A revocable living trust is usually the best way to pass your assets to your heirs after you are gone.
Unlike a will, assets titled in a revocable living trust avoid both the time and expense of going through the probate courts and keep your financial affairs from becoming a matter of public record.
And like any good estate plan it can be used to plan for the possibility of your being incapacitated, reduce or avoid any death tax, make sure the right heirs get your assets after you‘re gone, and it does not change the tax treatment of your assets while you’re alive.
Separate or Joint?
A married couple has a choice of setting up either a joint trust or separate trusts. In situations where both spouses want the surviving spouse to inherit all the assets, which is often the case, a joint trust can be far less complicated to set up and maintain than separate trusts, with less headaches for the surviving spouse. However, there are situations where separate trusts will be a better choice.
Common Advantages of Separate Trusts
- Separate trusts may offer better protection from creditors, if this is a concern. For example, at the death of the first spouse, the deceased spouse’s trust becomes irrevocable, which makes it harder to access by creditors. And yet the surviving spouse can still access it for income and other needs.
- In cases where a spouse wants some or all of their assets to go to other heirs besides the surviving spouse, separate trusts may be a better solution. A common example is when one of the spouses has children from a previous marriage and they want to provide for their spouse, but also make sure their kids eventually receive the funds. They could set up a qualified terminable interest property trust, which would allow them to leave assets for the surviving spouse to provide them with income, while the balance of the funds are held in trust until the surviving spouse’s death, at which point they’re paid out to the children from the previous marriage.
- Separate trusts can be used to reduce or eliminate death tax. For most married couples federal death tax will not be a problem, because a married couple has a combined estate tax exemption of $23.16 million (going up to $23.4 million in 2021), which means if the value of their estate is under this amount they will have no federal death tax to be concerned with. However, there are 12 states, plus the District of Columbia, that have a state estate tax, and another six states with an inheritance tax. Assuming you live in a state with a death tax, if your net worth is above the state's exemption level — which can be as low as $1 million — your heirs could be subjected to this tax. That’s when separate trusts as part of a credit shelter trust, would allow the spouses to double their estate tax exemption, resulting in reducing or completely eliminating this death tax.
When a Joint Trust May Be Better
Assuming you have no creditor concerns, both spouses want all the assets to go to the surviving spouse, and state death tax will not be an issue, a joint trust may be the way to go, for several reasons:
- A joint trust is easier to fund and maintain during the couple's lifetime. They don't need to think about the hassle of equalizing the value of each of their separate trusts or trying to decide what assets to title in one trust or the other, since everything goes into one trust.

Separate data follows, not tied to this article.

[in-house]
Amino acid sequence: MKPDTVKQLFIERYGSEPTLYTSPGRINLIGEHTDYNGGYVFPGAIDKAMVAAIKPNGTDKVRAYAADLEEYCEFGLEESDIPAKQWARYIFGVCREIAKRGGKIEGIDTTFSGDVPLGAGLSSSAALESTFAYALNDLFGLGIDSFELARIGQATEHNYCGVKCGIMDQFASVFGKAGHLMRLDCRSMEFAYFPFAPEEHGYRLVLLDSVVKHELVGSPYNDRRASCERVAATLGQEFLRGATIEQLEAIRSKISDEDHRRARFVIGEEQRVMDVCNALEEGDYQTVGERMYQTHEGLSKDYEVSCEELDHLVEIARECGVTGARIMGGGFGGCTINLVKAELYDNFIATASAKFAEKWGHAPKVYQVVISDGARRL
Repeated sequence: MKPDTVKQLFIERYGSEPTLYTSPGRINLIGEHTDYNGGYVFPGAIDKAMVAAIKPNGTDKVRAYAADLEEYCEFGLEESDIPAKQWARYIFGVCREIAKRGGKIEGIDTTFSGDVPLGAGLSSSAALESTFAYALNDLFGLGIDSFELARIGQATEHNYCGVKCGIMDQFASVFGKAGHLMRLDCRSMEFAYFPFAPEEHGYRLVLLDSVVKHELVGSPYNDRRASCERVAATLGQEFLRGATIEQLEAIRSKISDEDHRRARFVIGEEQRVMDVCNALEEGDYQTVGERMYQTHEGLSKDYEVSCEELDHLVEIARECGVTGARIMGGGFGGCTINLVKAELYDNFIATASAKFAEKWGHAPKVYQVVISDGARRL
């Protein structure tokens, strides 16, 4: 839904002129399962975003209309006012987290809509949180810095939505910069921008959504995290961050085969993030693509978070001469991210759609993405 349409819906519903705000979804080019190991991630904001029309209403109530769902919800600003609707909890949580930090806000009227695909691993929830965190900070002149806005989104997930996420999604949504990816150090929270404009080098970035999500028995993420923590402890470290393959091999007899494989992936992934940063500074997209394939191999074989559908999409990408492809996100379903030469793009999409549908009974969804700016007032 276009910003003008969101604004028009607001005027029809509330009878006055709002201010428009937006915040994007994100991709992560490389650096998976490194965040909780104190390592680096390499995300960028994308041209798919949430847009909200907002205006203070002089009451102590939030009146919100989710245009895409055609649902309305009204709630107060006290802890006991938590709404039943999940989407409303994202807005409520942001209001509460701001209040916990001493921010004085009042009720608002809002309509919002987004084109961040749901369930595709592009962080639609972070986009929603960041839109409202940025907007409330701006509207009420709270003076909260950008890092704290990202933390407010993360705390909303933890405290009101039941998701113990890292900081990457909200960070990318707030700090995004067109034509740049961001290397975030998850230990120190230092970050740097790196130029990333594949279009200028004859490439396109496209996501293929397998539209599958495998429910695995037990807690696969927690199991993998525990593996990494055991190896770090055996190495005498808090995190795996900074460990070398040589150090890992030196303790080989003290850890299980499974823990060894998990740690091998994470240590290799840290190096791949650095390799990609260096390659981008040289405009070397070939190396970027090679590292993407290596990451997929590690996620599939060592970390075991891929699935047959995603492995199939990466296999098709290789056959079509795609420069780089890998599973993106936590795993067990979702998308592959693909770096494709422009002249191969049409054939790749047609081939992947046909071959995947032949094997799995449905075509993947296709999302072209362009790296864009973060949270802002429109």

- A joint trust requires less work at tax time. It does not become irrevocable until both spouses have passed and therefore eliminates the need to file an extra trust tax return. With separate trusts, at the death of the first spouse that spouse’s trust becomes irrevocable and a separate trust tax return must be filed each year, which generates extra cost and can be a nuisance.
- A joint trust is not subject to the much higher trust tax brackets since it does not become irrevocable at the death of the first spouse. On the other hand any investment or interest income generated in an account titled in a deceased spouse’s trust, since it is now irrevocable, will be subject to trust tax brackets, which will trigger more tax for the surviving spouse, if the income isn’t taken out by Dec. 31 of each year. This will make it difficult for the surviving spouse to compound or reinvest the income into the same investment, since if it’s is not pulled out of the account by year end, in most cases, it will trigger a significant amount of extra tax.
- In a joint trust, after the death of the first spouse, the surviving spouse has complete control of the assets since an irrevocable trust with its restrictions is not created. When separate trusts are used, the deceased spouses trust becomes irrevocable at their death, and the surviving spouse has limited control over these assets, typically restricted to withdrawals for health, education, maintenance and support.
- It can make real estate transactions easier to deal with. If a piece of real estate, like a house, is titled in a joint trust and a surviving spouse sells the house with the intention of using the sales proceeds as a down payment for another house, any lender would be happy to loan them the money as long as they had reasonably good credit. On the other hand if the house is titled in a deceased spouse’s trust, the surviving spouse may have difficulty finding a lending institution that will make them the loan since the house would be titled in an irrevocable trust. This is because irrevocable trusts provide very strong protection against creditor claims, which will make it hard for the lender to secure its loan with a lien on the property and foreclose if there’s a default.
What to Do?
In many cases a joint trust may not be appropriate, but on the other hand, if the advantages of separate trusts are irrelevant to you and you don’t mind the surviving spouse getting the money, don’t volunteer for the unnecessary headaches of separate trusts.
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